Douglas Engelbart (inventor of much of today’s personal computing) accompanied by Frode Heglund (UCL) spent 23 June with Simon Buckingham Shum, demonstrating technologies and discussing the overlap in their visions of future computing infrastructure for knowledge work.
Engelbart is recipient of the US National Medal of Technology "for creating the foundations of personal computing including continuous real-time interaction based on cathode-ray tube displays and the mouse, hypertext linking, text editing, on-line journals, shared-screen teleconferencing, and remote collaborative work".
Heglund leads the Liquid Information project at UCL’s Interaction Centre UCLIC, designed to deliver some of Engelbart’s ideas on hypertextual navigation via intuitive web browser-based tools.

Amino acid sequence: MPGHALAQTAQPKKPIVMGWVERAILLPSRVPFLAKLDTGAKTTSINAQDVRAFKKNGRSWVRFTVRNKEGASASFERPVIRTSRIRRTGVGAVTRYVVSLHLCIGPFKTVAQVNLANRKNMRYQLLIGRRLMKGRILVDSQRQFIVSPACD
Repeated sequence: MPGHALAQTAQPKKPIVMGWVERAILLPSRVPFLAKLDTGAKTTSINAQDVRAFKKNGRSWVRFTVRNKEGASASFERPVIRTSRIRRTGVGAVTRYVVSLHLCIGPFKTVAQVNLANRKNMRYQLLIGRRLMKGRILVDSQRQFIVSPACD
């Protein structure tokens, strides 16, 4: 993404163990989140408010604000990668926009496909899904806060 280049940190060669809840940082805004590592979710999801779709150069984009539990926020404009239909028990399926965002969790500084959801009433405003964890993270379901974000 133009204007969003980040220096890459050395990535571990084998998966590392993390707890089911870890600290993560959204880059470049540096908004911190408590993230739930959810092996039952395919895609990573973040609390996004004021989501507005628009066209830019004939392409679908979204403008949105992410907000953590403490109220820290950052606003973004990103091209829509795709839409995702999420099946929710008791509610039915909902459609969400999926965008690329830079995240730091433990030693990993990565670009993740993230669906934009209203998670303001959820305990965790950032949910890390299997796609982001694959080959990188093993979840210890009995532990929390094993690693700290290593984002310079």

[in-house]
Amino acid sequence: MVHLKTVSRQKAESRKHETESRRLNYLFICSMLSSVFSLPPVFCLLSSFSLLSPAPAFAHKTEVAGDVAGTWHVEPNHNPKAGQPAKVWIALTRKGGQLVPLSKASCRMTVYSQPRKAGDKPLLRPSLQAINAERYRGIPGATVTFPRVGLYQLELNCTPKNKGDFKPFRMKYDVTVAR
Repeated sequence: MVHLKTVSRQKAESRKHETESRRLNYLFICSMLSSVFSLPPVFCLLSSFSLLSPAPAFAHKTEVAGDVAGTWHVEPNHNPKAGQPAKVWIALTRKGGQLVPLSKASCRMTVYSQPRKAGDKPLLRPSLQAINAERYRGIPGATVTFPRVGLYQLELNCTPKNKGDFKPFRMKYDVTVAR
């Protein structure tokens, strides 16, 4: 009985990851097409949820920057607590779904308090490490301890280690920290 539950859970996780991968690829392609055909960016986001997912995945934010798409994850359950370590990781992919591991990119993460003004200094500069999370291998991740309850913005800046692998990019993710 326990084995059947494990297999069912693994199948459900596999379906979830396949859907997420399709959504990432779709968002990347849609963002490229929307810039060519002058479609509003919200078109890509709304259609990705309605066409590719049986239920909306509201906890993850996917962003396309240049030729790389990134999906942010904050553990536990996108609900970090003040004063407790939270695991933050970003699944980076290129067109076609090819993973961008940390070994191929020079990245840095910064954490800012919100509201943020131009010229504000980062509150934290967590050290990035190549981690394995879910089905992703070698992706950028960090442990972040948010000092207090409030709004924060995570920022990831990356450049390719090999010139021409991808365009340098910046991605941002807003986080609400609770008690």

Simon Buckingham Shum demonstrated tools from the projects which he leads in the Hypermedia Discourse strand of KMi’s research, Compendium (visual, semantic hypertext for collective sensemaking) and ClaiMaker (scientific publishing and discourse on the Semantic Web, from the ScholOnto project), both of which focus on representing ideas and arguments as manipulable, visualizable networks for students, researchers and analysts to construct – and contest – different perspectives on a problem.
It became clear to all of us that these were prime examples of what Engelbart had long envisioned as Dynamic Knowledge Repositories, supporting the mediation and capture of dialogue, the collective updating by a distributed community of its knowledge, and the provision of advanced services that generate knowledge ‘products’ – flexible views onto the underlying knowledge repository.
- Engelbart’s Afterword to KMi book Visualizing Argumentation
- Doug Engelbart website, including the historic 1968 Mother of All Demos
- KMi Scholarlyl Ontologies Project